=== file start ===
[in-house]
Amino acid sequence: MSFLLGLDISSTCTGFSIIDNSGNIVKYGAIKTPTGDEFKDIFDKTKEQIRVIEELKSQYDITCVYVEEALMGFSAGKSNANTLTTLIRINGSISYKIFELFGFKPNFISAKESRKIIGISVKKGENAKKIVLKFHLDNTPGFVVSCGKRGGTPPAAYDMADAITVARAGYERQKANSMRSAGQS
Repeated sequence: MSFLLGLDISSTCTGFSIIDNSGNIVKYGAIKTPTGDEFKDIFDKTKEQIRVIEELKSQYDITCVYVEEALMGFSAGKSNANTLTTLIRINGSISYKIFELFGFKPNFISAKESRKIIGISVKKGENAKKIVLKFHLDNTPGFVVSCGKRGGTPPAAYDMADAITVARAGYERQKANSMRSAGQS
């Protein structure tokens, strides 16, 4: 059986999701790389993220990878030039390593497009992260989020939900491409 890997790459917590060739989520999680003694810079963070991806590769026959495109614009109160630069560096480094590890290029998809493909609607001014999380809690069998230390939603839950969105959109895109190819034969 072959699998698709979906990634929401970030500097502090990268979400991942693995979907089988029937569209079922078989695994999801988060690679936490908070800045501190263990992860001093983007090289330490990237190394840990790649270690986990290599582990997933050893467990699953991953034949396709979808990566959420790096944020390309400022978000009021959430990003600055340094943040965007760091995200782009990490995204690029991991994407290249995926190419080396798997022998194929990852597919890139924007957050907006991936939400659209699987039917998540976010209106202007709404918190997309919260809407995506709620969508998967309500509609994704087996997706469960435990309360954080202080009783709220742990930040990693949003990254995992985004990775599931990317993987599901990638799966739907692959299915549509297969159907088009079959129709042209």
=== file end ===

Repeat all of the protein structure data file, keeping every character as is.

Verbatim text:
[in-house]
Amino acid sequence: MSFLLGLDISSTCTGFSIIDNSGNIVKYGAIKTPTGDEFKDIFDKTKEQIRVIEELKSQYDITCVYVEEALMGFSAGKSNANTLTTLIRINGSISYKIFELFGFKPNFISAKESRKIIGISVKKGENAKKIVLKFHLDNTPGFVVSCGKRGGTPPAAYDMADAITVARAGYERQKANSMRSAGQS
Repeated sequence: MSFLLGLDISSTCTGFSIIDNSGNIVKYGAIKTPTGDEFKDIFDKTKEQIRVIEELKSQYDITCVYVEEALMGFSAGKSNANTLTTLIRINGSISYKIFELFGFKPNFISAKESRKIIGISVKKGENAKKIVLKFHLDNTPGFVVSCGKRGGTPPAAYDMADAITVARAGYERQKANSMRSAGQS
């Protein structure tokens, strides 16, 4: 059986999701790389993220990878030039390593497009992260989020939900491409 890997790459917590060739989520999680003694810079963070991806590769026959495109614009109160630069560096480094590890290029998809493909609607001014999380809690069998230390939603839950969105959109895109190819034969 072959699998698709979906990634929401970030500097502090990268979400991942693995979907089988029937569209079922078989695994999801988060690679936490908070800045501190263990992860001093983007090289330490990237190394840990790649270690986990290599582990997933050893467990699953991953034949396709979808990566959420790096944020390309400022978000009021959430990003600055340094943040965007760091995200782009990490995204690029991991994407290249995926190419080396798997022998194929990852597919890139924007957050907006991936939400659209699987039917998540976010209106202007709404918190997309919260809407995506709620969508998967309500509609994704087996997706469960435990309360954080202080009783709220742990930040990693949003990254995992985004990775599931990317993987599901990638799966739907692959299915549509297969159907088009079959129709042209």